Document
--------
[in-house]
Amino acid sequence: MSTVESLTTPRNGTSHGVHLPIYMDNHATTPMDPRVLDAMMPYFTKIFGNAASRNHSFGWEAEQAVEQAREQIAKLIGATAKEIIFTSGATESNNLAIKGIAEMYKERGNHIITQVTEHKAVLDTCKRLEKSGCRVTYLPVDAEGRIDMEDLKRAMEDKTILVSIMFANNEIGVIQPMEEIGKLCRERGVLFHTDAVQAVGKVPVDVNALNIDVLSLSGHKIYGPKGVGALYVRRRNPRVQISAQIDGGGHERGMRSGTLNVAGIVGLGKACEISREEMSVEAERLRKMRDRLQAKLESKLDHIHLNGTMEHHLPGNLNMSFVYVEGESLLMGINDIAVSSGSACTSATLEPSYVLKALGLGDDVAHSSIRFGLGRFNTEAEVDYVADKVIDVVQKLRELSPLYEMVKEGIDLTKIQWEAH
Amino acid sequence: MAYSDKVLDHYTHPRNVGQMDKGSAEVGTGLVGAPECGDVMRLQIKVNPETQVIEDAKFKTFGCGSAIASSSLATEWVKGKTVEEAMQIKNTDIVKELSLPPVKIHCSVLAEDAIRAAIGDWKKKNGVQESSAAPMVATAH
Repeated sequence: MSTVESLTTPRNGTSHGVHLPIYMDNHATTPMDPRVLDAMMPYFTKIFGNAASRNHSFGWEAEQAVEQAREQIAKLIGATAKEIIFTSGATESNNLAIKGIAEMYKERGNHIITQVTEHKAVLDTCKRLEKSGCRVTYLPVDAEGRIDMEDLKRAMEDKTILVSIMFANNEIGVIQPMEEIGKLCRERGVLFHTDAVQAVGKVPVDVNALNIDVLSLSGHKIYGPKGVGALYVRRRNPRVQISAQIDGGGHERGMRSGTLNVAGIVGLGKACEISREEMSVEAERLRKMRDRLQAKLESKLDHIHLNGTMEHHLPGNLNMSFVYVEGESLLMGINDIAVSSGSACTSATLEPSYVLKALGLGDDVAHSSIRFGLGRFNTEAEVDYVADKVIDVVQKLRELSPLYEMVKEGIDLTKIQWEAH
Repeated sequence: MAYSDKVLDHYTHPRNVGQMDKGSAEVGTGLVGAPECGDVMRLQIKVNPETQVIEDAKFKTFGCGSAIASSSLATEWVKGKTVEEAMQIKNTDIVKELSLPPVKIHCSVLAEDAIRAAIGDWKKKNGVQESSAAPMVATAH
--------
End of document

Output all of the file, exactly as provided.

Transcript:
[in-house]
Amino acid sequence: MSTVESLTTPRNGTSHGVHLPIYMDNHATTPMDPRVLDAMMPYFTKIFGNAASRNHSFGWEAEQAVEQAREQIAKLIGATAKEIIFTSGATESNNLAIKGIAEMYKERGNHIITQVTEHKAVLDTCKRLEKSGCRVTYLPVDAEGRIDMEDLKRAMEDKTILVSIMFANNEIGVIQPMEEIGKLCRERGVLFHTDAVQAVGKVPVDVNALNIDVLSLSGHKIYGPKGVGALYVRRRNPRVQISAQIDGGGHERGMRSGTLNVAGIVGLGKACEISREEMSVEAERLRKMRDRLQAKLESKLDHIHLNGTMEHHLPGNLNMSFVYVEGESLLMGINDIAVSSGSACTSATLEPSYVLKALGLGDDVAHSSIRFGLGRFNTEAEVDYVADKVIDVVQKLRELSPLYEMVKEGIDLTKIQWEAH
Amino acid sequence: MAYSDKVLDHYTHPRNVGQMDKGSAEVGTGLVGAPECGDVMRLQIKVNPETQVIEDAKFKTFGCGSAIASSSLATEWVKGKTVEEAMQIKNTDIVKELSLPPVKIHCSVLAEDAIRAAIGDWKKKNGVQESSAAPMVATAH
Repeated sequence: MSTVESLTTPRNGTSHGVHLPIYMDNHATTPMDPRVLDAMMPYFTKIFGNAASRNHSFGWEAEQAVEQAREQIAKLIGATAKEIIFTSGATESNNLAIKGIAEMYKERGNHIITQVTEHKAVLDTCKRLEKSGCRVTYLPVDAEGRIDMEDLKRAMEDKTILVSIMFANNEIGVIQPMEEIGKLCRERGVLFHTDAVQAVGKVPVDVNALNIDVLSLSGHKIYGPKGVGALYVRRRNPRVQISAQIDGGGHERGMRSGTLNVAGIVGLGKACEISREEMSVEAERLRKMRDRLQAKLESKLDHIHLNGTMEHHLPGNLNMSFVYVEGESLLMGINDIAVSSGSACTSATLEPSYVLKALGLGDDVAHSSIRFGLGRFNTEAEVDYVADKVIDVVQKLRELSPLYEMVKEGIDLTKIQWEAH
Repeated sequence: MAYSDKVLDHYTHPRNVGQMDKGSAEVGTGLVGAPECGDVMRLQIKVNPETQVIEDAKFKTFGCGSAIASSSLATEWVKGKTVEEAMQIKNTDIVKELSLPPVKIHCSVLAEDAIRAAIGDWKKKNGVQESSAAPMVATAH